The announcement was made at a Senate Commerce Committee hearing by John Magaw, undersecretary for transportation security. It followed months of debate over whether arming pilots would be a deterrent to hijackers.
Both Transportation Secretary Norman Y. Mineta and Homeland Security Director Tom Ridge previously indicated their opposition to arming pilots.
Magaw announced his decision in response to a question from Arizona Sen. John McCain (news, bio, voting record), the top Republican on the committee.
"Pilots need to concentrate on flying the plane," Magaw said later in the hearing. Specially trained air marshals should be the only armed officers on board, he added.
"These marshals are trained not only in the use of weapons but all the things that build up to that," Magaw said. "They have to practice all of these things in a tight aircraft. They have special firearms training. We don't want them shooting the firearm with the potential of bringing that airplane down."
Magaw said the pilots could use in-flight maneuvers to keep the hijackers off guard and suggested installing cameras in the cabin so pilots can see the results of any actions they take.
Sen. Conrad Burns, R-Mont., a co-sponsor of legislation to arm pilots, asked Magaw to reconsider his opposition.
"Those who want to be armed will put themselves through the same training the air marshals go through," Burns said.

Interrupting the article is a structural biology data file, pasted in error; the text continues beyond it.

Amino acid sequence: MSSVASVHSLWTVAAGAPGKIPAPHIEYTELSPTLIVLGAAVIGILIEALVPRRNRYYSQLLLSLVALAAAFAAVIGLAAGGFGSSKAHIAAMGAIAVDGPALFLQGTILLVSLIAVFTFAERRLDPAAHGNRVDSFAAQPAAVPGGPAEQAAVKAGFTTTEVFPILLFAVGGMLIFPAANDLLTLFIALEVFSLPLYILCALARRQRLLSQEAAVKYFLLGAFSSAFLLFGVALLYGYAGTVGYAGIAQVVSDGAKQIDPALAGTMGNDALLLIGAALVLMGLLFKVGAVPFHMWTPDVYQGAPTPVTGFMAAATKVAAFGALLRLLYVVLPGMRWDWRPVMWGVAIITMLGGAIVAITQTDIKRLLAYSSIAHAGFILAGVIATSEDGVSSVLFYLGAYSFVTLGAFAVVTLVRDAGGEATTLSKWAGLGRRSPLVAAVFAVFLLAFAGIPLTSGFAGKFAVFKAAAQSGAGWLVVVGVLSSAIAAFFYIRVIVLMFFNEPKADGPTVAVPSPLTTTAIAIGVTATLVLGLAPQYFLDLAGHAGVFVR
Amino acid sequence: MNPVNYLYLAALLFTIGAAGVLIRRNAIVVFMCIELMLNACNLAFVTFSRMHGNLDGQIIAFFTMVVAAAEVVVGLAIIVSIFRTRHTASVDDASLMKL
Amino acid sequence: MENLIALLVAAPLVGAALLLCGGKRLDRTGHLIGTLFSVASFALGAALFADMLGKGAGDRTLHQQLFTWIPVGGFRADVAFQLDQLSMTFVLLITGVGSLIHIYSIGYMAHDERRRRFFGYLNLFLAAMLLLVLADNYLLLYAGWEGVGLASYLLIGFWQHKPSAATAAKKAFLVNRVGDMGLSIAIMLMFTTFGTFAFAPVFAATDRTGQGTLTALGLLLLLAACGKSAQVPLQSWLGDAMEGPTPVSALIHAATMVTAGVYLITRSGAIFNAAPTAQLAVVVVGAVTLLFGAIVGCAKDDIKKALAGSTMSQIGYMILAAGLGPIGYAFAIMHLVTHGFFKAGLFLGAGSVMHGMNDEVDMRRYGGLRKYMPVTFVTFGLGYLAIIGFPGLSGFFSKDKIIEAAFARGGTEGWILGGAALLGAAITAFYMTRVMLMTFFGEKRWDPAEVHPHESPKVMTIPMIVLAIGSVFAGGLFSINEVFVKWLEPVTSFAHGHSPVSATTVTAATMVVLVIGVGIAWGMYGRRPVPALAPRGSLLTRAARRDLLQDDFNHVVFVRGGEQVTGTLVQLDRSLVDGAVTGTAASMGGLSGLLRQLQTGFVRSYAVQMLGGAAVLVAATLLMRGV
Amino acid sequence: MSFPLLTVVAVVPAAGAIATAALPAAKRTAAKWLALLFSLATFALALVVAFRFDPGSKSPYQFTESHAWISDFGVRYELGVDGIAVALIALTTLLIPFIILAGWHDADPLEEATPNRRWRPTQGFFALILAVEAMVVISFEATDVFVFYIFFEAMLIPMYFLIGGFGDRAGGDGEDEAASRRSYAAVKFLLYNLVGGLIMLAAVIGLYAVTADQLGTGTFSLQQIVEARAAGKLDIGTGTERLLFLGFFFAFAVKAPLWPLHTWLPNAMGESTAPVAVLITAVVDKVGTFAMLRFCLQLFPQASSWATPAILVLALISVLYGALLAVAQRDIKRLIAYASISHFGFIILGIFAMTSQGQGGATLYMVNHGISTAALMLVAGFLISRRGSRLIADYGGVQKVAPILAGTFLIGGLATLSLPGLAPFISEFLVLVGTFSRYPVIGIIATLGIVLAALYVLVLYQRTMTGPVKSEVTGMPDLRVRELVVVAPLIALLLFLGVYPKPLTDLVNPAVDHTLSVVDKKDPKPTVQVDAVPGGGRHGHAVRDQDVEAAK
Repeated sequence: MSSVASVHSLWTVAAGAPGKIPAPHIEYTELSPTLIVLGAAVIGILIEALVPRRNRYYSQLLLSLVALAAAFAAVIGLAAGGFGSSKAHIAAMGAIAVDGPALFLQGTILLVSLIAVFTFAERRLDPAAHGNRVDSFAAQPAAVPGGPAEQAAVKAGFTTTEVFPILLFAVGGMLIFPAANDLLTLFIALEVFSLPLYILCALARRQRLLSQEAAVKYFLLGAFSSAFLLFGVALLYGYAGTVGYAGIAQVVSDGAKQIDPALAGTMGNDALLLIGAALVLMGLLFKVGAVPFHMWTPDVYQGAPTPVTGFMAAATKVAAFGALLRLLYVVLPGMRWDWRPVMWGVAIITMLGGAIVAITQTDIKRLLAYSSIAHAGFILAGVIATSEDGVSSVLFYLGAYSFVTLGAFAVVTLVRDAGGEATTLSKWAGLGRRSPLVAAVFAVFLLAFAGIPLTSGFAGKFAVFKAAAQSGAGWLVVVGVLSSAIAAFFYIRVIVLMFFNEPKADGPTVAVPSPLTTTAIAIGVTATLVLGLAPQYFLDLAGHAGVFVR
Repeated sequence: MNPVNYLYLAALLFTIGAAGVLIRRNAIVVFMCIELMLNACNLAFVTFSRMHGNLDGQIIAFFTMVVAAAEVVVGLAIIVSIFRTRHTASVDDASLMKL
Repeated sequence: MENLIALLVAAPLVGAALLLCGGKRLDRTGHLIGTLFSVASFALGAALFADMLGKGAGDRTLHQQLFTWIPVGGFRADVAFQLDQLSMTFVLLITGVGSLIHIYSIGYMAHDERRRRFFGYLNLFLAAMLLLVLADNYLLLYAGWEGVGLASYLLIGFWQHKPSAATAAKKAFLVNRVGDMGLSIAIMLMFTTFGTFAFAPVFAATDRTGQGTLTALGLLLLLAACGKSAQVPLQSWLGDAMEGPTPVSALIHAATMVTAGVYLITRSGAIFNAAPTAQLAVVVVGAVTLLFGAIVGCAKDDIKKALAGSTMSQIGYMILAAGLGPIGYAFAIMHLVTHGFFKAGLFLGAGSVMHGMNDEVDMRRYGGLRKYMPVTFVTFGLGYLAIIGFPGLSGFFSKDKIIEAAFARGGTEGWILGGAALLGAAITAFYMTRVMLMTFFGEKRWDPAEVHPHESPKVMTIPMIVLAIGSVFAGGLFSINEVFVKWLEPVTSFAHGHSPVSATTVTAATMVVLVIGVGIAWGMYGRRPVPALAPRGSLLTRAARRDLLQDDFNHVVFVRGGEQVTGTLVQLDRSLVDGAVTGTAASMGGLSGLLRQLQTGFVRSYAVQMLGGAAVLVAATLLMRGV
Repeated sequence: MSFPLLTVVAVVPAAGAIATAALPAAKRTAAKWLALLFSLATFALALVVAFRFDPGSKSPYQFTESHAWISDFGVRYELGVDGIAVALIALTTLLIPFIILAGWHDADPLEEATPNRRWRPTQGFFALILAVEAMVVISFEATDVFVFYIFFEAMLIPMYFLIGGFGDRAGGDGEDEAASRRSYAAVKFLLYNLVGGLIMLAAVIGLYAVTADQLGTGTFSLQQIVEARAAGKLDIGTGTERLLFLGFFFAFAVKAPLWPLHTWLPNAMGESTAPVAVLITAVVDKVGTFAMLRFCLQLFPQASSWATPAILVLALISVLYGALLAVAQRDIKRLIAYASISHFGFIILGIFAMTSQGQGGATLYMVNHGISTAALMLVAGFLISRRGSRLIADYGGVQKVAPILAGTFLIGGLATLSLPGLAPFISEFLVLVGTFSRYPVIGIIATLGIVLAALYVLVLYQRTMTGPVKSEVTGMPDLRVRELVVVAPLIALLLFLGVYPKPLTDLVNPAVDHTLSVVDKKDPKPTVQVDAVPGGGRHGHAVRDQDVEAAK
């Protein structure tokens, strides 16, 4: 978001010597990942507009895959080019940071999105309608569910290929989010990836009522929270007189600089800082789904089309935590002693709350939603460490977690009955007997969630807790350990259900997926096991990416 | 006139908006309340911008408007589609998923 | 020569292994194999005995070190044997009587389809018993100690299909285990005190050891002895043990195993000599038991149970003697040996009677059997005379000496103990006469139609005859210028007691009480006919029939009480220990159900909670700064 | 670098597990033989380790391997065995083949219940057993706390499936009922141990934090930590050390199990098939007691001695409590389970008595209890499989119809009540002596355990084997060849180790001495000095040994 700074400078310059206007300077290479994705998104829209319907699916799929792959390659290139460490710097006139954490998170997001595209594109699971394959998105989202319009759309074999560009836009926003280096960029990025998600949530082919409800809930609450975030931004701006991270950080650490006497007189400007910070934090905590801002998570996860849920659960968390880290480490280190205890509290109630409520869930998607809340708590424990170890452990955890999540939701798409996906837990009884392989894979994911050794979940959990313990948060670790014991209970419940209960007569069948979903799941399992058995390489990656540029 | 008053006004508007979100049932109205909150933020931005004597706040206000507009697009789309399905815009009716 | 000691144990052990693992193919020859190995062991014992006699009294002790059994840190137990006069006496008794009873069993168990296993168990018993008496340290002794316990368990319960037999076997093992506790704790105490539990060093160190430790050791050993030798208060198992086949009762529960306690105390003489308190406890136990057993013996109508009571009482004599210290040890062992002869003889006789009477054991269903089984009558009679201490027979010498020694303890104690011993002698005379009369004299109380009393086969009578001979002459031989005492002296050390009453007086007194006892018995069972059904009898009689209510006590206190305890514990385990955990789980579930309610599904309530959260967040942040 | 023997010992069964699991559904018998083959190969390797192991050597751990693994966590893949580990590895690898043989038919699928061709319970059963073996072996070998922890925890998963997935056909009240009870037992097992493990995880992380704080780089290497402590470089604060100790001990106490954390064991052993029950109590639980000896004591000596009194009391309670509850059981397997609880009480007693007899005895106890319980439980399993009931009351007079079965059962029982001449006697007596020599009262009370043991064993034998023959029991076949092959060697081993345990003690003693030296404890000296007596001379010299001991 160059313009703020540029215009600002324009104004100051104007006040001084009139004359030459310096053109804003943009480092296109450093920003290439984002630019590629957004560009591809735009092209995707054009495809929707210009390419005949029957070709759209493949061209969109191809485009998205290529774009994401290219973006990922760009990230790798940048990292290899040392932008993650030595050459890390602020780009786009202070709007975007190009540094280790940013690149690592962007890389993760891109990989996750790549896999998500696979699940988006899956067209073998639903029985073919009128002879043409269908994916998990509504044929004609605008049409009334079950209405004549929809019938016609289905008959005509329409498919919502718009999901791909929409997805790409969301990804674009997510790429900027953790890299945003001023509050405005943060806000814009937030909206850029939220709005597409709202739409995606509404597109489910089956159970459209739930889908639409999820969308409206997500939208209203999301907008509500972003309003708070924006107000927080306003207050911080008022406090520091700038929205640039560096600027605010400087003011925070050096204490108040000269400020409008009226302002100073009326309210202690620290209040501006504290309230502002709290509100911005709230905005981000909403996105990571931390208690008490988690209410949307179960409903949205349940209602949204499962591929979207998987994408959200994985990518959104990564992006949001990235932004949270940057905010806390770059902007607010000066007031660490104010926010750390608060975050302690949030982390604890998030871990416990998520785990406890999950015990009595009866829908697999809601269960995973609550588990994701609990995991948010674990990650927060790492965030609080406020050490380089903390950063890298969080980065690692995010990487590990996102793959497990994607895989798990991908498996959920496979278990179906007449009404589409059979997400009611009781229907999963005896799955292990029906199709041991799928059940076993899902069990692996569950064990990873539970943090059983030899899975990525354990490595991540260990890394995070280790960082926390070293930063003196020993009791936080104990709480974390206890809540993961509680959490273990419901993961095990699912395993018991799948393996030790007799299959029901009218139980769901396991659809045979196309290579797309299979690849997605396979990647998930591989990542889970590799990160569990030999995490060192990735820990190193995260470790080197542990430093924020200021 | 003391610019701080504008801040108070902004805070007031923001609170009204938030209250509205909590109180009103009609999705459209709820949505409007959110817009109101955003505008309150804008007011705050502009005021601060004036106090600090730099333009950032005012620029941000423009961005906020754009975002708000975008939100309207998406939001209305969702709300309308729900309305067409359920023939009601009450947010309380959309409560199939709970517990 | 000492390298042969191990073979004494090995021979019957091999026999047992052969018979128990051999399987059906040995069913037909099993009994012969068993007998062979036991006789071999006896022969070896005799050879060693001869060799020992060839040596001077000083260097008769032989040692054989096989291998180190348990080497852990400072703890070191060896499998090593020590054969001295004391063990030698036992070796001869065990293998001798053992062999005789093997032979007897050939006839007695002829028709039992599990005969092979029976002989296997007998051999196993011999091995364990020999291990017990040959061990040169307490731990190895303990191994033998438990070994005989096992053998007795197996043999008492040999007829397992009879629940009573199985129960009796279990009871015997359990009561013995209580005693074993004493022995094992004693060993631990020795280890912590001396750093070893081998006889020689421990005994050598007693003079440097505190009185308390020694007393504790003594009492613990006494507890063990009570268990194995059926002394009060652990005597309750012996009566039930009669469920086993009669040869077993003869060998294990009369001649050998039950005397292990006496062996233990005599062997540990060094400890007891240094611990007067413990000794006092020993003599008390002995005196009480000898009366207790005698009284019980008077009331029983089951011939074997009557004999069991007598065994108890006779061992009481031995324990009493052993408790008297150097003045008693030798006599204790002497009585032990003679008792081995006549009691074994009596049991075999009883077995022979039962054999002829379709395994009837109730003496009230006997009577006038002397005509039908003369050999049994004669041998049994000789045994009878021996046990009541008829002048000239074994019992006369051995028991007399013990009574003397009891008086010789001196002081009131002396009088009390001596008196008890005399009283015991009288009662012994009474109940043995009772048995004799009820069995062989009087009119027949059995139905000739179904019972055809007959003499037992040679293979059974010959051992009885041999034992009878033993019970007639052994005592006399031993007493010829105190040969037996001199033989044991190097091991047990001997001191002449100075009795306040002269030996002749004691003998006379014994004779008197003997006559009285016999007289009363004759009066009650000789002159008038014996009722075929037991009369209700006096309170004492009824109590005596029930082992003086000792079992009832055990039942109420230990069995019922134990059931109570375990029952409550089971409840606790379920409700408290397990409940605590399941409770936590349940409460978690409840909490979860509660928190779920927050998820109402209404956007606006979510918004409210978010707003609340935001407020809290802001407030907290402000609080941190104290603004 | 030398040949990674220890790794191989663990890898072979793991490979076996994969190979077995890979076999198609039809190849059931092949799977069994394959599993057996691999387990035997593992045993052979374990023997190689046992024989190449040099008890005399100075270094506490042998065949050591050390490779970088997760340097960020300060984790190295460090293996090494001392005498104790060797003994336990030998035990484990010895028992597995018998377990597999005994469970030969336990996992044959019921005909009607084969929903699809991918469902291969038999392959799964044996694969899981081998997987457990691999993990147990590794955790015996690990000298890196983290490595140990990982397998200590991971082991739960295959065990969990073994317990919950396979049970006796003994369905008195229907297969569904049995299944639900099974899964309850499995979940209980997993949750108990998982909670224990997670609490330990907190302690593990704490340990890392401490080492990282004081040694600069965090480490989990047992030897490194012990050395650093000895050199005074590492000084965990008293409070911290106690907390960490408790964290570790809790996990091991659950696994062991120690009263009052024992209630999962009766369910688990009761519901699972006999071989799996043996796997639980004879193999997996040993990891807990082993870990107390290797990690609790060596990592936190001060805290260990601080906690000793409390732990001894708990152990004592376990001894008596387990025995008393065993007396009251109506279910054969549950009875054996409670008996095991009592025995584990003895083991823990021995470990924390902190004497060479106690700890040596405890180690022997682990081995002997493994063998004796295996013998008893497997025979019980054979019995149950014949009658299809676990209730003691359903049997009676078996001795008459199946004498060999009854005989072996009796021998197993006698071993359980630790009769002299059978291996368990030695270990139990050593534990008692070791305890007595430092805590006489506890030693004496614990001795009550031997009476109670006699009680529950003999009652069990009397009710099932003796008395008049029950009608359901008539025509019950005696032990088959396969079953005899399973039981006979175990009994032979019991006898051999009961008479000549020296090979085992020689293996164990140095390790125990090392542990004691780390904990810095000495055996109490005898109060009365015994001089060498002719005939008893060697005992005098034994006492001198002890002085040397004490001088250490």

Magaw said a formal announcement of the decision will be made later in the week. Airline pilots have been pushing for guns, saying it would allow them to confront a hijacker who breaks into the cockpit. Hijackers took over four commercial airlines on Sept. 11, crashing two of them into the World Trade Center and a third into the Pentagon (news - web sites). The fourth crashed in a field in Pennsylvania.
Flight attendants, meanwhile, have advocated nonlethal weapons, such as stun guns, that they could use in emergencies.
Sen. Ernest Hollings, D-S.C., who chairs the Commerce Committee, said guns would not be needed as long as pilots kept cockpit doors locked while in flight.
"You can put the rule in right now and cut out all the argument about pistols and stun guns," Hollings said.
Opponents of arming pilots have said reinforced cockpit doors now required on all planes mean that pistols are unnecessary. They have also expressed concern that an errant shot might hit a passenger or damage a key electrical system on the plane.
Besides the Senate bill, a bill in the House would allow pilots to be armed. The House Transportation Committee is scheduled to take up the bill this week.